Sonari Glinton

Sonari Glinton is a NPR Business Desk reporter based at our NPR West bureau. He covers the auto industry, consumer goods and consumer behavior, as well as marketing and advertising.

In this position, which he has held since late 2010, Glinton has tackled big stories including GM's road back to profitability and Toyota's continuing struggles. Glinton has traveled throughout the Midwest covering important stories such as the tornado in Joplin, Missouri, and the 2012 presidential race. He has also covered the U.S. Senate and House for NPR.

Glinton came to NPR in August 2007 and worked as a producer for All Things Considered. During that time he produced interviews with everyone from UN Ambassador Susan Rice to Joan Rivers. The highlight for Glinton came when he produced Robert Siegel's 50 Great Voices piece on Nat King Cole.

Glinton began his public radio career as an intern at member station WBEZ in Chicago. He went on to produce and report for WBEZ. While in Chicago he focused on juvenile justice and the Cook County Board of Commissioners. Prior to journalism Glinton had a career in finance.

Glinton attended Boston University.



This is ALL THINGS CONSIDERED from NPR News. I'm Robert Siegel.


And I'm Audie Cornish.

If there is such a thing as a home rink advantage, that makes the competition in the women's figure skating program fierce. Russian fans erupted with glee for Adelina Sotnikova on Wednesday. And then there's Yulia Lipnitskaya, a 15-year-old Russian phenom who has thrilled Russian fans and stunned the figure skating world.

Scott Hamilton, a 1984 figure skating gold medalist, has been watching Lipnitskaya closely.

"She's beyond her years. Like, you look at her and she qualified [to be age-eligible] for the Olympics by days," he says.

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This is ALL THINGS CONSIDERED from NPR West. I'm Arun Rath.

What's the hardest sport at the Winter Games — biathlon, aerial skiing, snowboarding, or high-flying slopestyle?

Jeremy Abbott thought it was one of those until an Olympic official told him otherwise. "Hands down," he was told, "absolutely, figure skating is the hardest."

Abbott may not completely agree, but he says it's the rare affirmation he's gotten as a male figure skater.

U.S. speedskating took a big hit in Sochi today, coming out of the 1,000-meter competition with no medals. The team's highest rank was eighth, earned by Shani Davis, who has dominated this race in the past.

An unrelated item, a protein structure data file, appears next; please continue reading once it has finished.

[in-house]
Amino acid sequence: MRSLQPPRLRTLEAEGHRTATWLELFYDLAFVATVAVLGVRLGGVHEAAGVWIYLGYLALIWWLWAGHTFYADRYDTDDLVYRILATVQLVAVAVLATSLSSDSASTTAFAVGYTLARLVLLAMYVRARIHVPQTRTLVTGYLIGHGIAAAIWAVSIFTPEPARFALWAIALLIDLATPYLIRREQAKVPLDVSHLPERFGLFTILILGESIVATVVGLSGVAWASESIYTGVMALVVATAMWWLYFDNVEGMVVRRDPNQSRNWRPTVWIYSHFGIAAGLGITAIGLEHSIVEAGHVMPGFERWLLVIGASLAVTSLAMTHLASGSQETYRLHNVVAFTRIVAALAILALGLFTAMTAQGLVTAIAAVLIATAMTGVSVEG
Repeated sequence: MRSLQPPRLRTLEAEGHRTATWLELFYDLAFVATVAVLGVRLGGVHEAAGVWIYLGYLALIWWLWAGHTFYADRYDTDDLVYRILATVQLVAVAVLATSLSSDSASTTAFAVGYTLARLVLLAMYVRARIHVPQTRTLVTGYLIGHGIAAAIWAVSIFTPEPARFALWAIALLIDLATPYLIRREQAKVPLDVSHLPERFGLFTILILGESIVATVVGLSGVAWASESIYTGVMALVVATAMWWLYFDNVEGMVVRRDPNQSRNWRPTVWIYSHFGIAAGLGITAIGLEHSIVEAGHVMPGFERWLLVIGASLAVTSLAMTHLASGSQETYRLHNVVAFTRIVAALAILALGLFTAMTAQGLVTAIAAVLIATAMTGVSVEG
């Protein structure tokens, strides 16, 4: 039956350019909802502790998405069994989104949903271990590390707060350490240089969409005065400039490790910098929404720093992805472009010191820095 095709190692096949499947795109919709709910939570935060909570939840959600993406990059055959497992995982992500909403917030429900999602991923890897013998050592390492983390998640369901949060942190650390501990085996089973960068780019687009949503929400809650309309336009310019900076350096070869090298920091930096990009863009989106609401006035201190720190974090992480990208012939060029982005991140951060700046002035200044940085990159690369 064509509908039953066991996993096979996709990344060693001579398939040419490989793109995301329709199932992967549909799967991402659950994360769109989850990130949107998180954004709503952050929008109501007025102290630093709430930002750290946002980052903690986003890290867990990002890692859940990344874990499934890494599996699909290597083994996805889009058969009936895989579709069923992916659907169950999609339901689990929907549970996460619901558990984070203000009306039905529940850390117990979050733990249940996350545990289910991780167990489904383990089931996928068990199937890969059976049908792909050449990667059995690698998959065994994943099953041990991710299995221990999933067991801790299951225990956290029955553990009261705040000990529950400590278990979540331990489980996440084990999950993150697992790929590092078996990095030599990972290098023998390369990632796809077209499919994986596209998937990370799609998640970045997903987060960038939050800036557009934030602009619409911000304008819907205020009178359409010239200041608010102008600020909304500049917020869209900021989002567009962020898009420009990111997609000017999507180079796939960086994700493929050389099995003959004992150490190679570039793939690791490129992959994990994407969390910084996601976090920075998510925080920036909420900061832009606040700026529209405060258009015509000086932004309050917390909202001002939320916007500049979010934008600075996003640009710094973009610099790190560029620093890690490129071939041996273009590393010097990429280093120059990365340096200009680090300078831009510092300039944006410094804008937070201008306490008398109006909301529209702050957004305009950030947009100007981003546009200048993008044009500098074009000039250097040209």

As always, if you're among those who don't want to know who's won what until NBC-TV's primetime show is on the air, stop reading now. For those who do like to know what's happening, here's a quick look at the medals already awarded today and some of what's coming later on:

Speedskating is the U.S.'s most successful winter Olympic Sport. In Sochi this year, great things are expected again.

The secret to their success includes talent, skill and hard work, but there's also a network of support that buoys the team.

Two-time gold medalist Shani Davis is looking to win a history-making third: He would be the first speedskater to win the same event in three different Olympics.

There's always a lot of drama in figure skating, and not necessarily on the ice. There's the judging and the personalities — think Nancy Kerrigan and Tonya Harding.

So my week at the North American International Auto Show is wrapping up. It's my fourth Detroit Auto Show. And boy has it come a long way.

There is a vibrancy and spirit this year that's different than other shows. There's also been a lot more money spent. The tenor of the show is very different than when the federal government had an ownership stake in Chrysler and General Motors.

The North American International Auto show begins this week in Detroit, a preview of the most important car technology on the horizon. One of the stars of the show this year is the Ford F-150, a truck that's been the best-selling vehicle in the U.S. for decades. And it's by far Ford's most important model.

On Monday, the company unveiled a radically new more fuel-efficient redesign of the F-150 — featuring a lighter-weight aluminum body.

Aluminum's Advantages